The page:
During battles in Wizards Unite, our character uses this charm to attack whatever opponent they are facing. During these battles there are only two possible spells, at least in the beta version. We can use the combat bolt to attack and then a shield charm to protect ourselves as both opponents take turns attacking one another.
The severing charm allows its caster to cut into, or through, just about anything. Although it is part of the second year curriculum, this charm can be quite dangerous. It requires high levels of concentration and dexterity and very precise wand movements to avoid accidents and possible death.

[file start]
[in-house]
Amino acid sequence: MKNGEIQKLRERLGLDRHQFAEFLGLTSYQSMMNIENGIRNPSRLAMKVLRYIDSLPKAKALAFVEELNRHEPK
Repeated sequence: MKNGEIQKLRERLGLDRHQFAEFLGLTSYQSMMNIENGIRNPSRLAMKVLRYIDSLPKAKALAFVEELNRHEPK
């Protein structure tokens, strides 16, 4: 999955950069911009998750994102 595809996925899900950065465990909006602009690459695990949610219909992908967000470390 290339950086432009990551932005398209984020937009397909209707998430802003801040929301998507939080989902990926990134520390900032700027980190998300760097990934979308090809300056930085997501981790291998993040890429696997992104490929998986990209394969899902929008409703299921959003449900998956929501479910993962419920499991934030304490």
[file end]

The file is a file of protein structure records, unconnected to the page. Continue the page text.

This charm was used several times throughout the books. In Goblet of Fire, for example, Harry uses the charm on Cedric’s bookbag so he could speak to Cedric privately about the First Task. In the same book, Ron also uses this charm to cut the lace off his formal robes for the Yule Ball.
This jinx traps a target in a very large magical bubble that cannot be popped by any physical means. We saw this spell used in Wizards Unite against some of the Confoundables.
It works as a type of containment charm, very useful when trying to stop an opponent during a duel or protect a certain object from being taken. There aren’t many explicit uses of this jinx in the books or films.
This is the glyph suggested in the Niffler trailer in order to return the Niffler to the magical world.
The Patronus is one of the most famous charms in the Harry Potter universe. This is considered very advanced magic. At its weakest form, a Patronus will appear as a whisp of silver light. With enough power behind it, it can take corporeal form.